OpenStack Trove supports database backups to object storage as it is a suitable medium.  These database backups, however, can create files that are undesirably large and can eat up a system’s disk space if you are not careful.

To avoid running out of disk space on the underlying virtual machines the data is streamed directly using the Swift client during the backup process.  Tesora DBaaS Platform (which is based on OpenStack Trove) also supports Ceph as an alternate object storage backend.

I was recently working with a customer who had a problem when uploading files to Ceph storage via its Swift-compatible API. A PUT request with no content length value was being rejected with a “411 – Content Length required”. This shouldn’t be happening as the Swift API should accept such requests as they are necessary for operations involving large files. Needless to say, we were concerned that there was a possible incompatibility between Swift’s API and Ceph’s implementation of the Swift API.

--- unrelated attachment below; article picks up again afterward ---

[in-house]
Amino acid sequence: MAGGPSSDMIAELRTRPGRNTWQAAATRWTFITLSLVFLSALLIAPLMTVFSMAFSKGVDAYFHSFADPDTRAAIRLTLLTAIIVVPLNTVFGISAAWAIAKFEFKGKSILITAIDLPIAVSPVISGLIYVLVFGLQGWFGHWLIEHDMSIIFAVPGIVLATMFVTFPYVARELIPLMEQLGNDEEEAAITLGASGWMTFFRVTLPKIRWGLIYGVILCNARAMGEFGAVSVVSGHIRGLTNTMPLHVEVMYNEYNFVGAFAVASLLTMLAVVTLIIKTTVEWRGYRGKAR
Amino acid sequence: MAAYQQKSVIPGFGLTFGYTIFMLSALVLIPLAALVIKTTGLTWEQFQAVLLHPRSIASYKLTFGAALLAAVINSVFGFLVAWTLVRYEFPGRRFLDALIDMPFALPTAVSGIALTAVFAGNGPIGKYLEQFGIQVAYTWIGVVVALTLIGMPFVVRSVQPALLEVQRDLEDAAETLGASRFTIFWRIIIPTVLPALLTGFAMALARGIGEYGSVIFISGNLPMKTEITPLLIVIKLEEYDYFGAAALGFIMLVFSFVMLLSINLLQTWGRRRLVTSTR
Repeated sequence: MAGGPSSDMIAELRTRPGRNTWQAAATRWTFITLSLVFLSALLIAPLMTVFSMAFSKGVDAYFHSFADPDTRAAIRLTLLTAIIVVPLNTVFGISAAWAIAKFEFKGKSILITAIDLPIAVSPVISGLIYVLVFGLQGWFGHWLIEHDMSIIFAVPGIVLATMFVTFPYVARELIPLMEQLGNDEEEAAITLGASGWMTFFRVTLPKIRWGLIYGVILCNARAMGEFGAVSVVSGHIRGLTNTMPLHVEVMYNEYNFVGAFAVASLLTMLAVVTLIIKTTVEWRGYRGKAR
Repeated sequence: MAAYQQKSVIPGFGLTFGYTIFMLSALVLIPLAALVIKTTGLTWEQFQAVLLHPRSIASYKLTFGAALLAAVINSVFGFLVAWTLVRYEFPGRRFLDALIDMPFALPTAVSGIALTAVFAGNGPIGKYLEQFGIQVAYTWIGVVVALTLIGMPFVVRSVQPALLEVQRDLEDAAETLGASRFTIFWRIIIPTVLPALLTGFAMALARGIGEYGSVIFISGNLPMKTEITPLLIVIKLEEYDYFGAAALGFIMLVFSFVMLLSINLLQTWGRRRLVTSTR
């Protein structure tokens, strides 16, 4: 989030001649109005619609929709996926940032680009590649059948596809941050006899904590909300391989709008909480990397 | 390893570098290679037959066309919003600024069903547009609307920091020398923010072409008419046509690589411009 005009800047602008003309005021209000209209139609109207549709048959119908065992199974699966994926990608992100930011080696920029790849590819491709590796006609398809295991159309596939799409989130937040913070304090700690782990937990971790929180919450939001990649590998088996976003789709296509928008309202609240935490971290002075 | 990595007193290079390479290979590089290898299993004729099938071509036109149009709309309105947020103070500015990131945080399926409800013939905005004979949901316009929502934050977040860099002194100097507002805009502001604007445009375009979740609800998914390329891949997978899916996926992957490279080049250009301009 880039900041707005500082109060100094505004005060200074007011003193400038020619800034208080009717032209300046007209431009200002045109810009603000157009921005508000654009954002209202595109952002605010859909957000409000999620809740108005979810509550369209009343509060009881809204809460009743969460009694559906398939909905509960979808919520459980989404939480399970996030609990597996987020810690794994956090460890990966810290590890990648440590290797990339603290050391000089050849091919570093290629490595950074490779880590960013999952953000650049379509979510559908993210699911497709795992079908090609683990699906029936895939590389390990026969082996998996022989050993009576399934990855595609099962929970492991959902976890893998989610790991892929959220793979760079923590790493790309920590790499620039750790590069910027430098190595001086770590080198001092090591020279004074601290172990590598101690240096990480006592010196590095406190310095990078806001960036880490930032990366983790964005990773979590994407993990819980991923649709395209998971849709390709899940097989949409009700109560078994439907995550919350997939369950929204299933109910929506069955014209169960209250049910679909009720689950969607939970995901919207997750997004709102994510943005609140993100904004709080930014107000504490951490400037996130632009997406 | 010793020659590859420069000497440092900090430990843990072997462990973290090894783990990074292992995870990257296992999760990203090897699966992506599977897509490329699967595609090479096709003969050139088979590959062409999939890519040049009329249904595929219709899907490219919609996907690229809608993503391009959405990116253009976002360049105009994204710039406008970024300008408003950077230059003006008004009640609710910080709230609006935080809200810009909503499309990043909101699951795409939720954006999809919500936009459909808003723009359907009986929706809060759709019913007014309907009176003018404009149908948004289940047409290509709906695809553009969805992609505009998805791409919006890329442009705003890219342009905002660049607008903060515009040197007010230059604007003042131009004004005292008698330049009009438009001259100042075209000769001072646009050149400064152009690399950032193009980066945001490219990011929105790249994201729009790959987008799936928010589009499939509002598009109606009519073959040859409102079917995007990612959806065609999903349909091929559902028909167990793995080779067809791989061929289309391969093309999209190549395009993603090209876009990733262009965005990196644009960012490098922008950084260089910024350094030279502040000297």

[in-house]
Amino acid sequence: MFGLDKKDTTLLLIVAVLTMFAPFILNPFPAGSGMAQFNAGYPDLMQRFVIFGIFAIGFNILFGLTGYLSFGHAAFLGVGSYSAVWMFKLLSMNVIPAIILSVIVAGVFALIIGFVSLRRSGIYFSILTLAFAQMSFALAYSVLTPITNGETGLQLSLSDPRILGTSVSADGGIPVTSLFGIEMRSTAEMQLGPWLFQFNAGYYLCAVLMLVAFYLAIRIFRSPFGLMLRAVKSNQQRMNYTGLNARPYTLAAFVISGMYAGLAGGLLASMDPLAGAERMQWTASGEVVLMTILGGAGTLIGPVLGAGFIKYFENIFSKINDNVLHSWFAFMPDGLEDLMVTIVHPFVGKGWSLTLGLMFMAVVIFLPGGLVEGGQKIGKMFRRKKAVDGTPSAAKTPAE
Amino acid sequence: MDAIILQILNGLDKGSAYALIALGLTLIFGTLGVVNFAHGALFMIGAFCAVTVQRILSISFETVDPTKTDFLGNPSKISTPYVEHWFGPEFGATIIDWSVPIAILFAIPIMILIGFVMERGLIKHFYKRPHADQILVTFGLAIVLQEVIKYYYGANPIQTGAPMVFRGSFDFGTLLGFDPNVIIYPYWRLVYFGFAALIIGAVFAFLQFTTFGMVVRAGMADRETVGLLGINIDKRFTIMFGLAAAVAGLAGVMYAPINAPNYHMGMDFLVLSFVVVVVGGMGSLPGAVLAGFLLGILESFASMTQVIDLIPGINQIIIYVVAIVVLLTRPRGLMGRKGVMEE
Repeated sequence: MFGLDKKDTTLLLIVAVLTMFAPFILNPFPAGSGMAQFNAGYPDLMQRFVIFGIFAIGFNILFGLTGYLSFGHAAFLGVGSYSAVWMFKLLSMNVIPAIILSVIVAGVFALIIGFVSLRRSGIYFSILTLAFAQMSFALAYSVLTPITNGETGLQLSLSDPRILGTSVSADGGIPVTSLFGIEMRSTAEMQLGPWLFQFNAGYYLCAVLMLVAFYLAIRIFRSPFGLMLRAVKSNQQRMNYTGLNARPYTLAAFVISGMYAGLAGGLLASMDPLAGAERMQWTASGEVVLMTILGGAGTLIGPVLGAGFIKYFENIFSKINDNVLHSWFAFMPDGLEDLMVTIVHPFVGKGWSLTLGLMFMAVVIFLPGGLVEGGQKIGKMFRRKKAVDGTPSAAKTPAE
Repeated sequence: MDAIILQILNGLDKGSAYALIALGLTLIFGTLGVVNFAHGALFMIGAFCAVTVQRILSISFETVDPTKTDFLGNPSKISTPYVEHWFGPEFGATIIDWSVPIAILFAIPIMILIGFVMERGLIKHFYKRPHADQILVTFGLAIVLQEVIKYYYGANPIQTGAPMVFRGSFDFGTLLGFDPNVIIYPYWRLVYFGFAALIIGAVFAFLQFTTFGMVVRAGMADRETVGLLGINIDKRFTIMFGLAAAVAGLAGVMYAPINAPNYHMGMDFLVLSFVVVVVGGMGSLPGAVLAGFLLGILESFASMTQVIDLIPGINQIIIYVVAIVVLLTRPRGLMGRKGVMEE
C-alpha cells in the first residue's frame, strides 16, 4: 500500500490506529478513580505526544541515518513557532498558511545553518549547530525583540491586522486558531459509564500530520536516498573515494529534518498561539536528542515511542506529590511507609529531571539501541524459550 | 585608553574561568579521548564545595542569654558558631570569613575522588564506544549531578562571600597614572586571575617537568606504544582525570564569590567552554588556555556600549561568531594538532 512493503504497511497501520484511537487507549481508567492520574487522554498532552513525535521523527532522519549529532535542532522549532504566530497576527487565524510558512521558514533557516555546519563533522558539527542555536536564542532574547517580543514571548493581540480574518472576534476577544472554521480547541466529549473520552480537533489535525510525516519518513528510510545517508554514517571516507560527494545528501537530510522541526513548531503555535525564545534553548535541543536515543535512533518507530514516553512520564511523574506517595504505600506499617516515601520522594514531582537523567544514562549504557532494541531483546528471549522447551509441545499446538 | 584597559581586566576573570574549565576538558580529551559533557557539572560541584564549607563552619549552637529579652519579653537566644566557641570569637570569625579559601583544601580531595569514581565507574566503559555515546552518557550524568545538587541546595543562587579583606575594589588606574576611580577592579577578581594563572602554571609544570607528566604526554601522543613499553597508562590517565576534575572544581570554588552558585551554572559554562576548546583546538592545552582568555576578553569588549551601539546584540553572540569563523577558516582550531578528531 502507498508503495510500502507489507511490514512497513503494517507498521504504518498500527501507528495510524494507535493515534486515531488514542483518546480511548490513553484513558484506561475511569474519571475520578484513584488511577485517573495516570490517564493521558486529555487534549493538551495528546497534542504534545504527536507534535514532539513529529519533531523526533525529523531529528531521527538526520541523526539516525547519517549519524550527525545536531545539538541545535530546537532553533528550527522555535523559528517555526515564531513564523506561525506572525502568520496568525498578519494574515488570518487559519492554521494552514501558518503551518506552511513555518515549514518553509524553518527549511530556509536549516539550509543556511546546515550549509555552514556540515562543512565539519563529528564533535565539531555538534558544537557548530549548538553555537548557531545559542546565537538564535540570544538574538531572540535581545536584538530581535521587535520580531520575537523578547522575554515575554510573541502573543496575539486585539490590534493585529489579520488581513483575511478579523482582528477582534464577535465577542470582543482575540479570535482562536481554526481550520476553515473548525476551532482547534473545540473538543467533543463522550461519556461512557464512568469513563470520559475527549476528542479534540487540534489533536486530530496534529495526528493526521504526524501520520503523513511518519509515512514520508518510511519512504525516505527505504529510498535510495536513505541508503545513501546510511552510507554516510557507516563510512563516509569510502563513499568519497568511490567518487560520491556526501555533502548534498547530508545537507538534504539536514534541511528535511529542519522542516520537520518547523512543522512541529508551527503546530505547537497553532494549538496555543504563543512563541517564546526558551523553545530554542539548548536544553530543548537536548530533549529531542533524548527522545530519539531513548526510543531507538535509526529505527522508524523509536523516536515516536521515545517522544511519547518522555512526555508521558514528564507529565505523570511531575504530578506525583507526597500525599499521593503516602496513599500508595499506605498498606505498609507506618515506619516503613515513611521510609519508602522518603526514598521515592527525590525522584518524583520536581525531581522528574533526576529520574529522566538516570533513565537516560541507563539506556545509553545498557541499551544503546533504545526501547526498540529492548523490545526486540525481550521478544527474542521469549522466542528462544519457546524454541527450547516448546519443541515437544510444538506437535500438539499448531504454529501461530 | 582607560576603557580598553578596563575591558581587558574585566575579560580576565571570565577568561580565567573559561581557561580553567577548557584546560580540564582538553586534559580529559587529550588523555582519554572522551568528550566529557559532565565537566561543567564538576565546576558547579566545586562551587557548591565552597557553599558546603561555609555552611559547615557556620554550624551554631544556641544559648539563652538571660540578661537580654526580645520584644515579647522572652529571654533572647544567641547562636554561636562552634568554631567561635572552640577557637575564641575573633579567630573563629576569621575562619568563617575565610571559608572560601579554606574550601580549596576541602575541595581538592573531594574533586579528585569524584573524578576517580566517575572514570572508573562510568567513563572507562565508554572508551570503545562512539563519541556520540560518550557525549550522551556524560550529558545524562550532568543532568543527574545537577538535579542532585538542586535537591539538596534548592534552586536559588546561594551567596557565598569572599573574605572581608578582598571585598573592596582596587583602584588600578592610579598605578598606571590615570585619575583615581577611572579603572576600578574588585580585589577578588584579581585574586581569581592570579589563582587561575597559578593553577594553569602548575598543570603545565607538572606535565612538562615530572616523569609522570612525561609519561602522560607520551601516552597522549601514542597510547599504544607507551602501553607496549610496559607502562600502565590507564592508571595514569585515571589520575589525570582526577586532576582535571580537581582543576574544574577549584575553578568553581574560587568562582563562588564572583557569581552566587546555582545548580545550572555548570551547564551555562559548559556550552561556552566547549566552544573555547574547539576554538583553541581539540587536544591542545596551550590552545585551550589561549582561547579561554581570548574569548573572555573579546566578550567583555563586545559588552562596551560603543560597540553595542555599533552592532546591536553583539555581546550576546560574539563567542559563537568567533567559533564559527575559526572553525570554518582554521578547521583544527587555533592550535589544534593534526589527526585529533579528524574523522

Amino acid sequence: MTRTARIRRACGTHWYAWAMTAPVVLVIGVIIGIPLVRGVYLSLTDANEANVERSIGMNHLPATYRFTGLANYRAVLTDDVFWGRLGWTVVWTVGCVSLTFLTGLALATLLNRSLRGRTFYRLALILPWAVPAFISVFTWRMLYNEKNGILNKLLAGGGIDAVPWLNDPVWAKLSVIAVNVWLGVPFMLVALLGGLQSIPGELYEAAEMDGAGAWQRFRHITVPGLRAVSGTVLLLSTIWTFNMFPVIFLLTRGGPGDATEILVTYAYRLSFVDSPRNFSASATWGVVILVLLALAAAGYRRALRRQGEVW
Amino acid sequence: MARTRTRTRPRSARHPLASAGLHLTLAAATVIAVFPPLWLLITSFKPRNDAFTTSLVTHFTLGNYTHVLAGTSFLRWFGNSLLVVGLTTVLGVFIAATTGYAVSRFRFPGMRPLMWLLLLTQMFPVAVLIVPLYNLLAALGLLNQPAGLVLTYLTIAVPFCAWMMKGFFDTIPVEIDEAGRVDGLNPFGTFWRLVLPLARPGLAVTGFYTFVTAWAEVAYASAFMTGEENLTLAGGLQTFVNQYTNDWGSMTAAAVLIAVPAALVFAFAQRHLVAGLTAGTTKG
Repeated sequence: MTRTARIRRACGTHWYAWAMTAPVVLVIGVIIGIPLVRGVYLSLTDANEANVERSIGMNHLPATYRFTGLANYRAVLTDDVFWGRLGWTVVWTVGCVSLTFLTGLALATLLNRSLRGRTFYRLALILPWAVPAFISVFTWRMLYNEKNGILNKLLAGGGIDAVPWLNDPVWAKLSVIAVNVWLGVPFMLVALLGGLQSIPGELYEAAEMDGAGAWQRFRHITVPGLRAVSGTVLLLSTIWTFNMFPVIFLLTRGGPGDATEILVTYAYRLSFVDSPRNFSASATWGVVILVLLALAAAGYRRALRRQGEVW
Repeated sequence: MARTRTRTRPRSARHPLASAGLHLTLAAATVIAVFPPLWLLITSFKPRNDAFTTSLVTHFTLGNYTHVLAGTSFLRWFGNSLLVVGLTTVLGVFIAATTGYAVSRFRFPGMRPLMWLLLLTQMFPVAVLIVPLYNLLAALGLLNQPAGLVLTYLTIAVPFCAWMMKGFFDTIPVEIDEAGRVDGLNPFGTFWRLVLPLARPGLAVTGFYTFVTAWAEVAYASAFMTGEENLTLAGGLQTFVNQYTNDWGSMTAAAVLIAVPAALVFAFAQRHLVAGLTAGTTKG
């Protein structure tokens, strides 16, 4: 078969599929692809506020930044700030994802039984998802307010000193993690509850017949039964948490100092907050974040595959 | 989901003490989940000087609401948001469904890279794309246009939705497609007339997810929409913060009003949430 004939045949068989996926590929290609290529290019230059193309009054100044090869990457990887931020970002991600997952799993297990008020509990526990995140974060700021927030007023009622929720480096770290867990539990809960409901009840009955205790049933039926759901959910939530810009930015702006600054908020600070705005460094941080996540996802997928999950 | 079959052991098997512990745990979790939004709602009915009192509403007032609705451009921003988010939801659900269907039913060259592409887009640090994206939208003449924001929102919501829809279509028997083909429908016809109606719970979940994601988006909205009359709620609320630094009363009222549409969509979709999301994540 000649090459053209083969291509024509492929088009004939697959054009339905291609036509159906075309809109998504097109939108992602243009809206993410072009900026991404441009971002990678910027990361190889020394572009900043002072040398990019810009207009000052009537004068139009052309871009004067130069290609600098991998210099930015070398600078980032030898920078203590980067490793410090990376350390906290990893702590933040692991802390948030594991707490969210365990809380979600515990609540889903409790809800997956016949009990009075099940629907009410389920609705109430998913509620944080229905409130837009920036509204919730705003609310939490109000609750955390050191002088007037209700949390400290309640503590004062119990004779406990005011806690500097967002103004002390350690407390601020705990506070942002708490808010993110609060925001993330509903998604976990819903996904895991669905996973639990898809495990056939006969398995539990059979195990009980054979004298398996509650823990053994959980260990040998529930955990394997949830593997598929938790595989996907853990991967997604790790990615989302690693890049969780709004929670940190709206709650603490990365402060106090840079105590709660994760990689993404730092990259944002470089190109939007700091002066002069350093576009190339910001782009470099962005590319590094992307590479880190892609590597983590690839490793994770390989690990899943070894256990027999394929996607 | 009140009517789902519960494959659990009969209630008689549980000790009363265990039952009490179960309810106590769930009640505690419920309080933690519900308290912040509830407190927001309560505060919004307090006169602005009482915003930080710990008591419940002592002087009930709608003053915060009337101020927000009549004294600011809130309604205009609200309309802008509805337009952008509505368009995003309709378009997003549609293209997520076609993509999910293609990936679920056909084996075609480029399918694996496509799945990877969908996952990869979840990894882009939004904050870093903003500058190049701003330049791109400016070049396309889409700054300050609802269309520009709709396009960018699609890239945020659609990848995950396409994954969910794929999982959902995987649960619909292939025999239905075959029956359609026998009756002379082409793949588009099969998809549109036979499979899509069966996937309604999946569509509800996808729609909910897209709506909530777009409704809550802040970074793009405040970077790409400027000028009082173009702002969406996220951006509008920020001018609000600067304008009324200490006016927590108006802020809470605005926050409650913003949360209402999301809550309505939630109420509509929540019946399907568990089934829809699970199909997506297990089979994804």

To reproduce the issue, I used the following python script:

import requests

url = "http://<endpoint>/<container>/<file>"

headers = {"X-Auth-Token": "<token>"}

data = ["str1", "str2"]

res = requests.request("PUT", url, headers=headers, data=iter(data))

print("{}: {}".format(res.status_code, res.reason))

For which we would expect the output:

201: Created

But instead, we got

411: Length Required

So what went wrong?

It turns out that the user didn’t install Ceph’s custom version of FastCGI as per their guidelines [1]. The fix was to change the FastCGI package on the RadosGW to the Ceph custom version.

Here’s what the unsupported version looks like:

~$: dpkg -l | grep -i libapache2-mod-fastcgi

ii  libapache2-mod-fastcgi 2.4.7~0910052141-1.1 amd64 Apache 2 FastCGI module 
for long-running CGI scripts

Just run the following to upgrade FastCGI. This will automatically restart the apache2 server:

~$: echo deb$
(lsb_release -sc)-x86_64-basic/ref/master $(lsb_release -sc) main | sudo tee
/etc/apt/sources.list.d/ceph-fastcgi.list ~$: sudo apt-get update ~$: sudo apt-get install libapache2-mod-fastcgi

The Ceph version is identifiable as follows:

~$: dpkg -l | grep -i libapache2-mod-fastcgi

ii  libapache2-mod-fastcgi 2.4.7~0910052141-ceph1 amd64 Apache 2 
FastCGI module for long-running CGI scripts

After upgrading to the Ceph FastCGI, the PUT operations ran as expected and our user was able to successfully store their backups on Ceph.